Bruce Ellis Benson in his book, The Improvisation of Musical Dialogue, argues that instead of choosing between Werktreu or a kind of musical anarchy, we should look to the past where we find a way of conceiving music composition as an event in which the composer and performer become “co-creators.” Using Gadamar as a way to help us to begin thinking about models of music composition, Ellis writes, “Gadamer claims that an ideal dialogue has what he calls the ‘logical structure of openness.’ I think there are at least two aspects to this ‘openness.’ First, the conversation often brings something into the open: it sheds new light on what is being discussed and allows us to think about it (or, in this case, hear it) in a new way. Second, the dialogue is itself open, since it (to quote Gadamer) is in a ‘state of indeterminacy.’ In order for a genuine dialogue to take place, the outcome cannot be settled in advance. Without at least some ‘loose-play’ or uncertainty, true conversation is impossible” (p. 15). As Benson notes, Gadamar of course realizes that this is the “ideal” for conversations and that they do not always flesh out in this manner. Likewise, in stressing “openness,” Gadamer is not suggesting that dialogues are without rules. Rather, “the rules are what allow the conversation to take place at all. In effect, they open up a kind of space in which dialogue can be conducted” (p. 15). Though rules are essential for a dialogue to occur, they can be overly restrictive or more on the “open” and “flexible” side and “are themselves open to continuing modification” (p. 15). Though today we tend to think of classical music as not particularly open, Benson shows that historically this view is relatively new and in fact is only one way, not the way to view composition. For example, in the 1800s there were two characteristic ways of conceiving composition and these were exemplified by Beethoven and Rossini. Though no doubt these composers represent two different styles of music, the deeper significance lies in the differing ways that they understand the nature of musical compositions, the role of the performance in expressing them, and the relation between the artist and the community (p. 16). As Benson explains, “Beethoven saw his symphonies as ‘inviolable musical “texts” whose meaning is to be deciphered with ‘exegetical’ interpretations; a Rossini score, on the other hand, is a mere recipe for a performance’ (Carl Dahlhaus, Nineteenth-Century Music, p. 9 [Benson, p. 16]. In other words, Beethoven’s view is the more recent, innovative view that has come to characterize how we think of classical music as Werktreu, whereas Rossini’s conception was significantly more flexible, allowing the performer to participate in the creative process. Moreover, for Rossini, “it was not the work that was given precedence; rather, the work (and thus the composer) was in effect a partner in dialogue with performers and listeners” (Ibid., pp. 16-17).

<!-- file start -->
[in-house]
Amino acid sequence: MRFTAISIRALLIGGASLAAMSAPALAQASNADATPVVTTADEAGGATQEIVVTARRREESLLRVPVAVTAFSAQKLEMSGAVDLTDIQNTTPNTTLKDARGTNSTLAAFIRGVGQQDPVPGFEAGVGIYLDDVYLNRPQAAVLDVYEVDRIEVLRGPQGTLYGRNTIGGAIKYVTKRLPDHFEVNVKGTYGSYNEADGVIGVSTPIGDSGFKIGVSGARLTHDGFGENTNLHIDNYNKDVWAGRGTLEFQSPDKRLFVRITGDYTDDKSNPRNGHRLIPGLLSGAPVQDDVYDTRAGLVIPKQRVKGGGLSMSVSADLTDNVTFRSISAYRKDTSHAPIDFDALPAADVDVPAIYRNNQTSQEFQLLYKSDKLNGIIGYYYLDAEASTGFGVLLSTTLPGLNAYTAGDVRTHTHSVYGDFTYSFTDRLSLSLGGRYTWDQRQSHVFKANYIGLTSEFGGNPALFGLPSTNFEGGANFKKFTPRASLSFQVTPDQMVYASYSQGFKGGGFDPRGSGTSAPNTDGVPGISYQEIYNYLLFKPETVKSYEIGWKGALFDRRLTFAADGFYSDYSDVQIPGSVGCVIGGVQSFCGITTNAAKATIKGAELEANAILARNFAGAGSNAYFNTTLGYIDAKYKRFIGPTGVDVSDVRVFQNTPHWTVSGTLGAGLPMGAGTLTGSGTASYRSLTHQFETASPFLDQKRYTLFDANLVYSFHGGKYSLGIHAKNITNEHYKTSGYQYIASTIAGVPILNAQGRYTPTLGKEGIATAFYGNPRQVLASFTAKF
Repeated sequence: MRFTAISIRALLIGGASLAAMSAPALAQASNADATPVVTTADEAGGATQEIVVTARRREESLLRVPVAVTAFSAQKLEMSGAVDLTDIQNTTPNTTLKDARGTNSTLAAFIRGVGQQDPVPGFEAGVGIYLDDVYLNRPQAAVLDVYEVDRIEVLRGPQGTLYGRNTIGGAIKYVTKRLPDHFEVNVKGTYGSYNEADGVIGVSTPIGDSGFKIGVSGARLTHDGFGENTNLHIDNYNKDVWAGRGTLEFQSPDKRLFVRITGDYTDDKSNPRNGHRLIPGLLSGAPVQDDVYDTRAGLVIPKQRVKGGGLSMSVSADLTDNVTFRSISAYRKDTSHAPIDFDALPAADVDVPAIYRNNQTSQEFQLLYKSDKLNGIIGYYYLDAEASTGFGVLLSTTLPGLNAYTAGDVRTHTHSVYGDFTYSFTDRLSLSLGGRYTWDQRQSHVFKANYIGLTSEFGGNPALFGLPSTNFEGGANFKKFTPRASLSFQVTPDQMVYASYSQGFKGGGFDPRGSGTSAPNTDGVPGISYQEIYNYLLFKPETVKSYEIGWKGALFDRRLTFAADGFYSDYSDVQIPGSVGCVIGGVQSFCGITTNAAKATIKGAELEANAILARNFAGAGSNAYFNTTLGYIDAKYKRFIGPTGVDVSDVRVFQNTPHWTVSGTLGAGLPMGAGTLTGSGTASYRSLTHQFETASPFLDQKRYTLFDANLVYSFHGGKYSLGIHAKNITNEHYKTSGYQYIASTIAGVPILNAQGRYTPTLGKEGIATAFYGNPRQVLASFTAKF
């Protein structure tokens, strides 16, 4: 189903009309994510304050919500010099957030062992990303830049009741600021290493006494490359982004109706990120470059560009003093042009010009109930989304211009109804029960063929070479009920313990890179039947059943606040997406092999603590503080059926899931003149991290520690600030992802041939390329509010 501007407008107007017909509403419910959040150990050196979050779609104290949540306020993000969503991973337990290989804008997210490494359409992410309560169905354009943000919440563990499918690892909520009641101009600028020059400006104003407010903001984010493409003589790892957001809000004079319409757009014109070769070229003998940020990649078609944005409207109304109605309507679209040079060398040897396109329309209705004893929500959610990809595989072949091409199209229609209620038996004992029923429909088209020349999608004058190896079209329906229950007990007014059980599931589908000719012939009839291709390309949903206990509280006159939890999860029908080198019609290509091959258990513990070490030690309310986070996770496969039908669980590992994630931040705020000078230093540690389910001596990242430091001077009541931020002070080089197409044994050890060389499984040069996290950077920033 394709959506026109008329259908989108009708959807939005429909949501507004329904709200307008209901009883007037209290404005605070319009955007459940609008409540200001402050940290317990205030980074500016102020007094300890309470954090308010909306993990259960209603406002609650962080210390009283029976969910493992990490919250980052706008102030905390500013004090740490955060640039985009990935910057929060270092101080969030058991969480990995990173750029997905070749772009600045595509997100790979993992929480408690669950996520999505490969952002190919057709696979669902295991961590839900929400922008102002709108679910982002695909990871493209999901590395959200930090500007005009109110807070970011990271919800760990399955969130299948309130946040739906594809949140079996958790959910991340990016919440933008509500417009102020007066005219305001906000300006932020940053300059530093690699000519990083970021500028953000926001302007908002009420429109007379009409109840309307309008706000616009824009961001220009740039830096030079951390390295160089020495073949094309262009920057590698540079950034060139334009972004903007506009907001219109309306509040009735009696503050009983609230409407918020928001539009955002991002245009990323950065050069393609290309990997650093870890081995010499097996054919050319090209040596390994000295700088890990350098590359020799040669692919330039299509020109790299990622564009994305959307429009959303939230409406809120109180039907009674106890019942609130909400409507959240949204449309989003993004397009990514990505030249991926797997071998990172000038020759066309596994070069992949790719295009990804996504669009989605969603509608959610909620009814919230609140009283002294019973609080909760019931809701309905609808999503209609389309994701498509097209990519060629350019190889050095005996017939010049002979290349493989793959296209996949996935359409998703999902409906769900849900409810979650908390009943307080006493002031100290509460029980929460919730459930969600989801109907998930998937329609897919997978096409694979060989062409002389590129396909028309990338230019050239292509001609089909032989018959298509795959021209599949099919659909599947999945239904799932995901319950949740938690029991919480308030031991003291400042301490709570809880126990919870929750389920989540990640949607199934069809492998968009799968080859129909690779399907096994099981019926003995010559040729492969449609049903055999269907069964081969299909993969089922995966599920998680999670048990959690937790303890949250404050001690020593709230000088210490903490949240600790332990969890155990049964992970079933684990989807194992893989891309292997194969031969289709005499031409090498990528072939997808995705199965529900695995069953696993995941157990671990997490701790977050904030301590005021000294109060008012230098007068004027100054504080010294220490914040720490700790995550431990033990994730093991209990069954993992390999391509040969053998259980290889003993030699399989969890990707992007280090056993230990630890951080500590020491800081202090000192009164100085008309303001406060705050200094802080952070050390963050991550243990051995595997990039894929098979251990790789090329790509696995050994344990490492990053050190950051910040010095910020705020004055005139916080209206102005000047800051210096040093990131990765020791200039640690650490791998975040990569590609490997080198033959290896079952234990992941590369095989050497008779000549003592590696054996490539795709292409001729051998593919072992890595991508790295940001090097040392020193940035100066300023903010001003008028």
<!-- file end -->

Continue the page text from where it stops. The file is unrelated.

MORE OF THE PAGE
A number of interesting parallels might be drawn in relation to Biblical hermeneutics.
 A rather strict faithfulness first to the work and second to the composer.